But all that is very different than saying religion doesn't matter. Liberals as a matter of public policy aren't concerned about what theory of angels people hold. But in politics, if a candidate is involved with a cult that is taking orders from angels to impose drastic measures on the public, liberals would be out of our minds not to be concerned about it. So would conservatives for that matter, but I'm not going to go there for now.
Clarkson warns us that, once again, the endless talk about how the Christian Right is going to fade away into the sunset inside the Republican Party is, as Joe Conason predicted in his book It Can Happen Here, still alive and kicking and may even have more clout than ever:
It was not so long ago that pundits were busy telling us that the Religious Right is dead, dying or irrelevant. The selection of Sarah Palin is proof, in case anyone actually needed any, that the Religious Right remains at the center and at the top of American public life.
Palin is the most ostentatiously and authentically Religious Right major party candidate for national office in American history (with the possible exception of Jack Kemp.) Reagan was good, but he did not attend church (and it later turned out that he and Nancy consulted and astrologer on his daily schedule); Dan Quayle was good, but well, he was Quayle; George W. Bush seemed good (and from their point of view in some ways he was) but he is viewed as having betrayed the conservative movement and they are not shy about saying so. Richard Viguerie has a whole book about it titled "Betrayed." (And David Kuo's book could have very nearly had that title.) We also now know that much (but not all) of Bush's religious history was manufactured by his political inner circle.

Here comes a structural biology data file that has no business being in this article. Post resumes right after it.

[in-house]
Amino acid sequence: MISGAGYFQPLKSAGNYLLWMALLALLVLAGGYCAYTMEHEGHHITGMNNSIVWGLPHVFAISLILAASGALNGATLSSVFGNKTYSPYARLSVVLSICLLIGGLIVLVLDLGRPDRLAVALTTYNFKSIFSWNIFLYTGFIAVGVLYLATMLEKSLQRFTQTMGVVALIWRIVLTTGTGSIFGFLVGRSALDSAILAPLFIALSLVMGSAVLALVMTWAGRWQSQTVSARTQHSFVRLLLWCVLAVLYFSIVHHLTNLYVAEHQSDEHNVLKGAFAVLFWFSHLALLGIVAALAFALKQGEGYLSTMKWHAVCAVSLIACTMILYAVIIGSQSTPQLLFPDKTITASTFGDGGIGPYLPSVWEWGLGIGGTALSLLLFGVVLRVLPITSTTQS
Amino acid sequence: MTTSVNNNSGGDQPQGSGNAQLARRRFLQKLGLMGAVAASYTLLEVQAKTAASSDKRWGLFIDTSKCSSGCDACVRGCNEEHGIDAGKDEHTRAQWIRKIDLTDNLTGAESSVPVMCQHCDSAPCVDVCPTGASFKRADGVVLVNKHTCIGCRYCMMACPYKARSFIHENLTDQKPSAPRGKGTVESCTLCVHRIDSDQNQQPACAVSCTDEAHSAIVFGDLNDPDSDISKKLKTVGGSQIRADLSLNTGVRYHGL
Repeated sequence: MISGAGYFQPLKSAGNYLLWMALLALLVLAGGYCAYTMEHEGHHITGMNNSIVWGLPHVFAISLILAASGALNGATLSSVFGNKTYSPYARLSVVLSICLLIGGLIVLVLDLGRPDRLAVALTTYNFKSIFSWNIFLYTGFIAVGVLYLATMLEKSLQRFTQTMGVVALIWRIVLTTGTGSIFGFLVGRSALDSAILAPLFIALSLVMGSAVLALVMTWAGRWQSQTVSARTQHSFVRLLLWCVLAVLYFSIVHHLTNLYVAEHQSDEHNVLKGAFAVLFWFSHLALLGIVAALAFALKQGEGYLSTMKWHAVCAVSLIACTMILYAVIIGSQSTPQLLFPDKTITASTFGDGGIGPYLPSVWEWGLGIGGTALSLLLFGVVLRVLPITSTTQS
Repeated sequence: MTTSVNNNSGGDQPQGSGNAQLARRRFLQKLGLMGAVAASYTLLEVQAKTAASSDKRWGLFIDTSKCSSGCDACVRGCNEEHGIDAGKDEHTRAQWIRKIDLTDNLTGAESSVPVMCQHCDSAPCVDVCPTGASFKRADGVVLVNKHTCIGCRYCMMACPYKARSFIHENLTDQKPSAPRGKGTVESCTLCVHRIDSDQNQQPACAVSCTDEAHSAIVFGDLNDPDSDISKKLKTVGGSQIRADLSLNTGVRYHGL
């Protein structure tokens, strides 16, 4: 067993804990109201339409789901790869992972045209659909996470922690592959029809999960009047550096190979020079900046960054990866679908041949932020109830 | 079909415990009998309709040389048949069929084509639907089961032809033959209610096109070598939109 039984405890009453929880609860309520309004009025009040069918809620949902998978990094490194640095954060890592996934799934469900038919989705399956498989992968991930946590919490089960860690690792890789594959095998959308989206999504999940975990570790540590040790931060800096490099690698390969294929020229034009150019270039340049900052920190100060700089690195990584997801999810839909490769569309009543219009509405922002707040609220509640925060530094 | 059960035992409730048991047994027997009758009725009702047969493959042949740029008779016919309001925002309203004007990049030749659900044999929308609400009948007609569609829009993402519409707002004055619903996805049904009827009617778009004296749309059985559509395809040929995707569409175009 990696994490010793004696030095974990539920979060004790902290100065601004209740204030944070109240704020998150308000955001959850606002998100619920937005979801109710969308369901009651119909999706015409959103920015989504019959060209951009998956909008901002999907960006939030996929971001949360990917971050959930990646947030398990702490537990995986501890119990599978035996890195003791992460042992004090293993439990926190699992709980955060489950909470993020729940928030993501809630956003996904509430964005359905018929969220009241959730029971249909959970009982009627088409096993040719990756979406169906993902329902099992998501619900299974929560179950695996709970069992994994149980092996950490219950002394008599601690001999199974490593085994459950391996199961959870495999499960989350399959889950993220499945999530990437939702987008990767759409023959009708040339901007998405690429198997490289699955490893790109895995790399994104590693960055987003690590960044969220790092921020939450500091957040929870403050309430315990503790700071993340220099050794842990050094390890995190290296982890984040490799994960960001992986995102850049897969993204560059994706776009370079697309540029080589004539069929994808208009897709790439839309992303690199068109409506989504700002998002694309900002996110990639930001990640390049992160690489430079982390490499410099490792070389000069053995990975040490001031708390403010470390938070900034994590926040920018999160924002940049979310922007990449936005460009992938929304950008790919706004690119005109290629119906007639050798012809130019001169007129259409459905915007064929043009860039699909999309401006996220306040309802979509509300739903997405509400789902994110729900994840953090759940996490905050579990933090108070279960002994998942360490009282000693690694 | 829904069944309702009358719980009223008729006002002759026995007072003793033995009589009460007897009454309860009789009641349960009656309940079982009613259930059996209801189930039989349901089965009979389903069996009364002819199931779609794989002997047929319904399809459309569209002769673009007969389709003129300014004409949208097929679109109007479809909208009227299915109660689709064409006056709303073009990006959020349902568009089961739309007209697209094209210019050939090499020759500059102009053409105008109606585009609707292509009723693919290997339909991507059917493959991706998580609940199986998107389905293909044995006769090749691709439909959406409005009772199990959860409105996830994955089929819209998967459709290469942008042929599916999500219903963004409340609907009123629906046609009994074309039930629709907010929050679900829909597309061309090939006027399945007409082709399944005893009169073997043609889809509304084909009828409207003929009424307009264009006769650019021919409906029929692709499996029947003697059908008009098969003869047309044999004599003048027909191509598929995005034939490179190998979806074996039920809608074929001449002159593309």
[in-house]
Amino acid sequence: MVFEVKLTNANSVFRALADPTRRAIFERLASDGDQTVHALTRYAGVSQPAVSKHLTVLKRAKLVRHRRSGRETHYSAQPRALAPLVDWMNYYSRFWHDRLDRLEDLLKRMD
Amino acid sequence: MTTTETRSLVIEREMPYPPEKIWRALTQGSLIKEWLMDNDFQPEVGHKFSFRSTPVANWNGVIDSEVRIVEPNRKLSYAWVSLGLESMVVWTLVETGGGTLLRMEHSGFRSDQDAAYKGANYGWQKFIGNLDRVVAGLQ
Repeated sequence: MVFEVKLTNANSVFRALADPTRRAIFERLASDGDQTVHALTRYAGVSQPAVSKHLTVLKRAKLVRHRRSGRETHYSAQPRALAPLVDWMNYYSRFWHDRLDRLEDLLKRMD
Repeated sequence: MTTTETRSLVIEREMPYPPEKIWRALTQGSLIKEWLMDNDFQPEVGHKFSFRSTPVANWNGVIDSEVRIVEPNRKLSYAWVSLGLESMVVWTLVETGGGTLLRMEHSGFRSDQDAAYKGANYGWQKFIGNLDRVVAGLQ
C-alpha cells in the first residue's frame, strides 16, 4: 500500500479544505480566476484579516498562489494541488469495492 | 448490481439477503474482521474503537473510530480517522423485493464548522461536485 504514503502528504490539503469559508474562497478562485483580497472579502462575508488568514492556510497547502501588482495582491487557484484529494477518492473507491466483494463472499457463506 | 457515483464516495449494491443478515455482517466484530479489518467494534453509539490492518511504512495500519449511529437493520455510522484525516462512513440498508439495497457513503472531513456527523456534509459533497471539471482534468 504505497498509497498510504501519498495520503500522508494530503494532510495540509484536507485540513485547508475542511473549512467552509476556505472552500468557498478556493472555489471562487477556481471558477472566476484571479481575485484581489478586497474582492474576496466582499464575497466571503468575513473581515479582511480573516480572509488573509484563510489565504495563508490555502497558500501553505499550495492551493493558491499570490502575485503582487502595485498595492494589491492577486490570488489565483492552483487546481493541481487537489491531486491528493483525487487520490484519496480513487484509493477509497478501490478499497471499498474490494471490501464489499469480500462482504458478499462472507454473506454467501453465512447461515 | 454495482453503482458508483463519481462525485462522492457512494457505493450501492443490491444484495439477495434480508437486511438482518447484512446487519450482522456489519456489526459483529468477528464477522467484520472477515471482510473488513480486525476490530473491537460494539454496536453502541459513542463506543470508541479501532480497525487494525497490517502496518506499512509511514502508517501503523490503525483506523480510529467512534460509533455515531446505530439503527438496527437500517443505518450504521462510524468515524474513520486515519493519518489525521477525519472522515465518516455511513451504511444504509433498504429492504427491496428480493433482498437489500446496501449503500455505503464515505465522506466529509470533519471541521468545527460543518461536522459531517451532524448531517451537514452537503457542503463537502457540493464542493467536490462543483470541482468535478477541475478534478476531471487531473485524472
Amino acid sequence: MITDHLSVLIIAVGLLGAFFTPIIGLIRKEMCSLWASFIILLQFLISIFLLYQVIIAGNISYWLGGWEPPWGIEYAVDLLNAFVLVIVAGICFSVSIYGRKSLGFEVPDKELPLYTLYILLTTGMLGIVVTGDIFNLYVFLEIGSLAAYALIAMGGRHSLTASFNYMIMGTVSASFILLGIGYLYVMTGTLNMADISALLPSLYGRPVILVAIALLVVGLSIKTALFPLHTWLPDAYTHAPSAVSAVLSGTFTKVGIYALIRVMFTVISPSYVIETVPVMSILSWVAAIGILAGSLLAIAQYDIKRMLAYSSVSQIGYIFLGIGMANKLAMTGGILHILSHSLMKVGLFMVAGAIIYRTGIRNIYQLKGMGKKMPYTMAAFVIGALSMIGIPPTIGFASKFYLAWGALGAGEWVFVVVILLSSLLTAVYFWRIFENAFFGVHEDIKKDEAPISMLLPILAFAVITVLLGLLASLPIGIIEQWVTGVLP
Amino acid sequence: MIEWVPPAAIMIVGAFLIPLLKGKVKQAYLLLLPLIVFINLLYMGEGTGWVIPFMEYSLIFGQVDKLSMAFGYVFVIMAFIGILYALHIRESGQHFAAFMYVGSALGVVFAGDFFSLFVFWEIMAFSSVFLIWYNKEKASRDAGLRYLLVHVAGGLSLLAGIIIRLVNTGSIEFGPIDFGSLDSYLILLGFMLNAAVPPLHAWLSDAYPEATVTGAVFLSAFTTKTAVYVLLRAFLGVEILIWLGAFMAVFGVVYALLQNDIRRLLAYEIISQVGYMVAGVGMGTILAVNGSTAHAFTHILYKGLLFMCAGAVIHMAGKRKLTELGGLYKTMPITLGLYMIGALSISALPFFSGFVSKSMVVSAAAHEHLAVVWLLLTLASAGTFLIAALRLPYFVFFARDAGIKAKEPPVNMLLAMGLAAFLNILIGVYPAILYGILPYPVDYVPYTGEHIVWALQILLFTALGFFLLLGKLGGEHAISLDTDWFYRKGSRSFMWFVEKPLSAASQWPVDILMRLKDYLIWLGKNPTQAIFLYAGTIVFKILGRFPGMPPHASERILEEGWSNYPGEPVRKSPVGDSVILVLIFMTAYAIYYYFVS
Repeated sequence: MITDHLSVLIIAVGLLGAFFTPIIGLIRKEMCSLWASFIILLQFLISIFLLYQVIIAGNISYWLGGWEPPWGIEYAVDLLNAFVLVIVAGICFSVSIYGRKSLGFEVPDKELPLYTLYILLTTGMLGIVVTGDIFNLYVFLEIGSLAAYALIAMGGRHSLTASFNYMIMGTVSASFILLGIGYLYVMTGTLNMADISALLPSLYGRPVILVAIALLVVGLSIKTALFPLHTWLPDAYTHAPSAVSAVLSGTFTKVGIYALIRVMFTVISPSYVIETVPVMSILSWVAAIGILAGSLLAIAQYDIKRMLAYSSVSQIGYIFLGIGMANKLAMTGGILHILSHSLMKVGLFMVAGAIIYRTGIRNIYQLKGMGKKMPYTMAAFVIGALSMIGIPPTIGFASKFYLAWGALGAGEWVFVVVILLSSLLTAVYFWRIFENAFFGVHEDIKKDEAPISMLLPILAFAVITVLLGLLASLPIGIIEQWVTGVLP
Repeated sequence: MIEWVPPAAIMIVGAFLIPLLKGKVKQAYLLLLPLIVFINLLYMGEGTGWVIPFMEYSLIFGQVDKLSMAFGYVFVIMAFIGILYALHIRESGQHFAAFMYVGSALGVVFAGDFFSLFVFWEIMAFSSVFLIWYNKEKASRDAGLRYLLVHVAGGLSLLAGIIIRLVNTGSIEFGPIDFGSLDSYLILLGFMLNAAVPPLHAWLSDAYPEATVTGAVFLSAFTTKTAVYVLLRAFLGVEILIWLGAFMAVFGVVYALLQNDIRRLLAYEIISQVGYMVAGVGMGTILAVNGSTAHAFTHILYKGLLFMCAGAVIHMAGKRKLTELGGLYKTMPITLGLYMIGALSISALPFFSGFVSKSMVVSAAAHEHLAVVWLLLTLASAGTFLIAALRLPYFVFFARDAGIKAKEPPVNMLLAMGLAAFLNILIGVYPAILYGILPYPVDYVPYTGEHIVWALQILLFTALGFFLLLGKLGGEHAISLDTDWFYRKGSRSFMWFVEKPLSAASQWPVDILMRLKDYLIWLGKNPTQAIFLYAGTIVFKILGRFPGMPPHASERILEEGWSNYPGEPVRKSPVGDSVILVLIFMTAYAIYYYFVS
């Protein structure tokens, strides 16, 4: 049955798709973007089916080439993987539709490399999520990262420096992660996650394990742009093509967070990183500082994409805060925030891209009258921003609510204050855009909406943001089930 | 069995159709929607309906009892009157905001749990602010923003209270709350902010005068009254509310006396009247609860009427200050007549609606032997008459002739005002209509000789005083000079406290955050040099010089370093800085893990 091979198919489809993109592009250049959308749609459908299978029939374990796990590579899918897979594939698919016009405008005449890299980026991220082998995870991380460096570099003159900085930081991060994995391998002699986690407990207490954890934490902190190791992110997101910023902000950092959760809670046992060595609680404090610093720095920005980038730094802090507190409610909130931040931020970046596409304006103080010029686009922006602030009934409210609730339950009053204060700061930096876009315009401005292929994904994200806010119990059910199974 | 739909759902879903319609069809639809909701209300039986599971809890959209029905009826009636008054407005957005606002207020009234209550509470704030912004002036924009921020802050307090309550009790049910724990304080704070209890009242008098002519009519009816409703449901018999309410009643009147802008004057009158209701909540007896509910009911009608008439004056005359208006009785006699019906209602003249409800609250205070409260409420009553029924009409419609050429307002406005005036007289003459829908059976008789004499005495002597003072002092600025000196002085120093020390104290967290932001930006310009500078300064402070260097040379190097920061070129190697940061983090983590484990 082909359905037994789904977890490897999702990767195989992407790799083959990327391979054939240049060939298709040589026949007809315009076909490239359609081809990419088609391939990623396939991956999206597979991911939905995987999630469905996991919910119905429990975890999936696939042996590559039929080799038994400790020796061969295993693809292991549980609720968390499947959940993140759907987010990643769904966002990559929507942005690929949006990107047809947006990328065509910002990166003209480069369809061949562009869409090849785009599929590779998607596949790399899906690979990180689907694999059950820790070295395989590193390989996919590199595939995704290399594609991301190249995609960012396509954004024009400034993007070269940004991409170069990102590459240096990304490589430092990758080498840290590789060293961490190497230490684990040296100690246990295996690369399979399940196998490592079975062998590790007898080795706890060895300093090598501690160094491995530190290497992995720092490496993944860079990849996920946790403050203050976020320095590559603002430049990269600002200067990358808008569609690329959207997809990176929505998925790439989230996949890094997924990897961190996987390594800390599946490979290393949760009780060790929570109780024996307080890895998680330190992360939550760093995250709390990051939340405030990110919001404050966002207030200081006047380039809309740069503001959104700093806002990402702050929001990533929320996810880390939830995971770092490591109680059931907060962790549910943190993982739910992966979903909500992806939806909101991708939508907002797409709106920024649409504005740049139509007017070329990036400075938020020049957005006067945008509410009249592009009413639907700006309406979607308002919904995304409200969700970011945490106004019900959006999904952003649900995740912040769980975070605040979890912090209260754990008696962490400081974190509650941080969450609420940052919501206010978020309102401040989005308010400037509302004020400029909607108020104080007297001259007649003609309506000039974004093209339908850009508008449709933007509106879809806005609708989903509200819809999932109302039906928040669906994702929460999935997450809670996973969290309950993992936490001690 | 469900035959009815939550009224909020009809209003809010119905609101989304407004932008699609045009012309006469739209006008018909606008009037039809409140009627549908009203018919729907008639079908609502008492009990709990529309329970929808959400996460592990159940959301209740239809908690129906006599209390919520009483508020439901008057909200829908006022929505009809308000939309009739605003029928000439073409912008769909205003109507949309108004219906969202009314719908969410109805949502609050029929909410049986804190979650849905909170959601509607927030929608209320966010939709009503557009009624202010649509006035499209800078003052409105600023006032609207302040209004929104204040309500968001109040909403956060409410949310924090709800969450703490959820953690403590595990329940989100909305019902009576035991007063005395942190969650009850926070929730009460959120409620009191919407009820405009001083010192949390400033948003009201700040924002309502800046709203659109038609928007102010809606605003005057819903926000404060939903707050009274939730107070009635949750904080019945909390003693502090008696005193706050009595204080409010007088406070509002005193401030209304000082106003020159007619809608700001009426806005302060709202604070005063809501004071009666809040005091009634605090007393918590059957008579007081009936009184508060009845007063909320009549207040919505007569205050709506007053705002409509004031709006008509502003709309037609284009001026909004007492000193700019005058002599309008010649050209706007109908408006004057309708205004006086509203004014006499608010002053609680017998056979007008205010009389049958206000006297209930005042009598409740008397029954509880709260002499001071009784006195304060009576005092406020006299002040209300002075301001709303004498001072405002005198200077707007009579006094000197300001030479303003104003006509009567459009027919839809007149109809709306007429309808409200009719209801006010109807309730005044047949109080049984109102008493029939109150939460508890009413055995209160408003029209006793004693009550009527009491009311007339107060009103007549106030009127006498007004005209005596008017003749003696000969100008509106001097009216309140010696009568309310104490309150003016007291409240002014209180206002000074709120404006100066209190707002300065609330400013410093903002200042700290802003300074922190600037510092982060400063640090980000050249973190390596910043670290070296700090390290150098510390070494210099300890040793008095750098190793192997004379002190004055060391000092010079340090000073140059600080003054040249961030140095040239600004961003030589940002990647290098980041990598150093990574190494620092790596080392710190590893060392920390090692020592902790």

Sarah Palin is, in the view of the Religious Right, the real deal. [my emphasis]
If I had to pick a must-read about the White Princess from the last couple of days, it would be The FundamentaList by Sarah Posner American Prospect Online 09/03/08. Posner gives us a glimpse of how crackpot a worldview people have in that corner of the political world:
The AIP -- whose founder, Joseph Vogler, once said, "The problem with you John Birchers is that you are too damn liberal!" -- is to the right of the Council on National Policy, itself founded by a group of Birchers. According to the watchdog group Political Research Associates, the John Birch Society's founder, Robert Welch, believed that "both the U.S. and Soviet governments are controlled by the same furtive conspiratorial cabal of internationalists, greedy bankers, and corrupt politicians. If left unexposed, the traitors inside the U.S. government would betray the country's sovereignty to the United Nations for a collectivist new world order managed by a "'one-world socialist government.'"
The press is largely clueless, and many Democrats are apparently in denial, about how extremist today's Republican Party has become. We already have a President who claims the power to disregard any law or even Constitutional provision that he alone decides gets in the way of his "national security" prerogatives. McCain is at least as extreme. And Palin, from the available evidence, is considerably more extreme.
As Posner puts it, "The ardor of the Christian-right leadership says everything you need to know about Palin: She is an extremist who makes them confident of their access to and influence over a McCain administration."
The Religious Right has built an extensive infrastructure of media, political organizations, institutions of higher learning including law schools -- and raised-up several generations of leaders who have found their way into their roles in public life.
Whatever else one may think of Sarah Palin: first as governor of Alaska and now the GOP nominee for Vice President -- she epitomizes this reality.